From Rev Dr John Squires
Presbytery Minister - Wellbeing
I received a very challenging comment in a recent communication with someone, about the situation we are facing in our health care system because of the rise of cases in the current pandemic.
The comment was about how little we seem to be thinking about the increased expectations we are loading onto medical and healthcare professionals. This is a group that has been declining in numbers in recent times, yet the people working in this sector are being asked to take on more responsibilities in their jobs.
As the COVID-19 pandemic has reminded us, health workers are of primary importance to any healthcare system. In Australia, we take for granted that everyone will have access to quality healthcare. According to data from the World Health Organisation (WHO), health workers represent less than 3% of the population of most countries, and less than 2% in low-income and middle-income countries.
An article in The Lancet reports the sobering fact that "14% of the COVID-19 cases reported to WHO occurred among health workers, indicating that they are at greater risk of infection than the general population." The article continues, "Besides their proximity to potentially infected people, health workers have been asked to work in extraordinary and extremely challenging conditions, which introduced new occupational health hazards and placed them at higher risk of disease and even death. Data availability is limited, but an Amnesty International report, published in September, stated that 7000 health workers have died from COVID-19 worldwide in the attempt to help others.”
I was watching the show Ambulance recently, and learnt that at the height of the second wave in the UK earlier this year, 40% of ambulance staff in Scotland were infected and quarantined. Calls from Scotland were being received in ambulance centres in the Midlands of England. That must have been incredibly stressful for those on the phones, dealing with calls from hundreds of miles away
A recent study from the Victoria and Monash Universities reports, “70.9 per cent of our sample of 7846 health workers reported emotional exhaustion and 40 per cent had moderate to severe symptoms of post-traumatic stress disorder. Anecdotally in their free text responses, many healthcare workers wrote about leaving the workforce – young people at the beginning of their careers were rethinking their choices; older, experienced specialists or senior staff were considering early retirement. Others were wanting to stay in healthcare, but not at the front line.” (See report in The Saturday Paper for September 25—October 1, 2021)
It's a reply concerning situation.
What can we do to support those who are spending their working hours (in many cases, their whole waking hours) in caring for people who are ill and dying because of COVID-19?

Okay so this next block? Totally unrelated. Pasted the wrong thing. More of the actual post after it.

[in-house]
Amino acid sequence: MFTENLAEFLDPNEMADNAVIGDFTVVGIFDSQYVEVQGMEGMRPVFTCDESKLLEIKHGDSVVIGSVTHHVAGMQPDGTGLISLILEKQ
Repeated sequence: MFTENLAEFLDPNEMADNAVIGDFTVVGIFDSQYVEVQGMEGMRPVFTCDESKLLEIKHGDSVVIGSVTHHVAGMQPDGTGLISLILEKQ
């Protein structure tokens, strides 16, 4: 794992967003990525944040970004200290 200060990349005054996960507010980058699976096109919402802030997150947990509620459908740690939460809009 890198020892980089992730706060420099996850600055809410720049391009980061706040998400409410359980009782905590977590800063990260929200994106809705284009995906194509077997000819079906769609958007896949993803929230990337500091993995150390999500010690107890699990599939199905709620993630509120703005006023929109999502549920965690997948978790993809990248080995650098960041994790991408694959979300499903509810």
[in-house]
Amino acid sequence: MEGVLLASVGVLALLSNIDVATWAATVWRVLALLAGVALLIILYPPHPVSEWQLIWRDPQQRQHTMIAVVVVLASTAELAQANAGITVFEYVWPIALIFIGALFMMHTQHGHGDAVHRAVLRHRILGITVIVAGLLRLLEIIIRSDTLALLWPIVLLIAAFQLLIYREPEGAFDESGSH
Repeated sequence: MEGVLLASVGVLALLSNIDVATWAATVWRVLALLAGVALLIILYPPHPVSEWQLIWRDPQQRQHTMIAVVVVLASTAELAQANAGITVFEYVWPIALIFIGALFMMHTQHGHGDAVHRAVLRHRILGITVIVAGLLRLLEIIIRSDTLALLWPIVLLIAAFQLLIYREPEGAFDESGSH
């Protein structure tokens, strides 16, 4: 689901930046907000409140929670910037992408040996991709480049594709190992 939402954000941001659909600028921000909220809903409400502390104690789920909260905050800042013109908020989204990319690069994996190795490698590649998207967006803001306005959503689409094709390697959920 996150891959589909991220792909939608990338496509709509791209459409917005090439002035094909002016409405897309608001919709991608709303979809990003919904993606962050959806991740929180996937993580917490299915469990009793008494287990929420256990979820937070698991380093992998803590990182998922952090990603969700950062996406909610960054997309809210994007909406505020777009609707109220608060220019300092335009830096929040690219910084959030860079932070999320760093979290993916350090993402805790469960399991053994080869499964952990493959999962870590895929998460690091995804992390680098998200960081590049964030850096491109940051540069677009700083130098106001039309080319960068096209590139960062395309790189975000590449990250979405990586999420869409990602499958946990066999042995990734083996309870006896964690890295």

Well, as people of faith, we can pray for them: that they will find strength to continue on, that family and friends who are close them will support them as they work to care for others.
We can check in regularly with anyone whom we know, who is working in the healthcare sector and is coming into contact with infected people, and offer them a friendly, caring, listening ear. We can ask them if there is anything practical that we can do to assist them at this stressful time.
We can get vaccinated. That makes many contributions to the overall health of society, and thus to the health and wellbeing of medical and nursing professionals. There are personal benefits from being vaccinated. Vaccination lessens the time that a person who becomes infected, remains infected. Being vaccinated lessens the likelihood that an infected person would be hospitalised, or even die, if their situation became serious. A person who is vaccinated carries the viral load for less days than an unvaccinated person. A person who is vaccinated does not get as unwell as an unvaccinated person.
There are also benefits for the community as a whole from vaccination. In general, being vaccinated reduces the likelihood that an infected person will infect other people with whom they come into contact. Being vaccinated lessens the rate of spread of the virus through the community. And a really important reason for getting vaccinated is that this course of action lessens the likelihood that a variant strain will develop and spread through the community—and beyond. High rates of vaccination will reduce the pool of people amongst whom a new variant of the virus can develop, and then spread. It is a contribution to the common good.
We can do other things to support our frontline health workers. We can encourage our governments to allocate more funding to healthcare, right through the system. We need to have workers who have access to the full array of PPE (personal protective equipment) on a regular basis. We need to have hospitals staffed with ICU equipment and ventilators. We need to have nurses trained to operate this equipment, and doctors available to work in ICU settings. We can lobby our local members to ensure that they are aware of our desire for funding for the training of personnel, and the machinery and equipment that is needed, for us to continue to care for the unwell and the dying in our society.
There are many people who are facing difficult situations in this current pandemic. Our healthcare workers need our consideration and support as they serve the wider community. They are amongst the neighbours whom Jesus instructed us to love. Let’s reach out and offer them that support.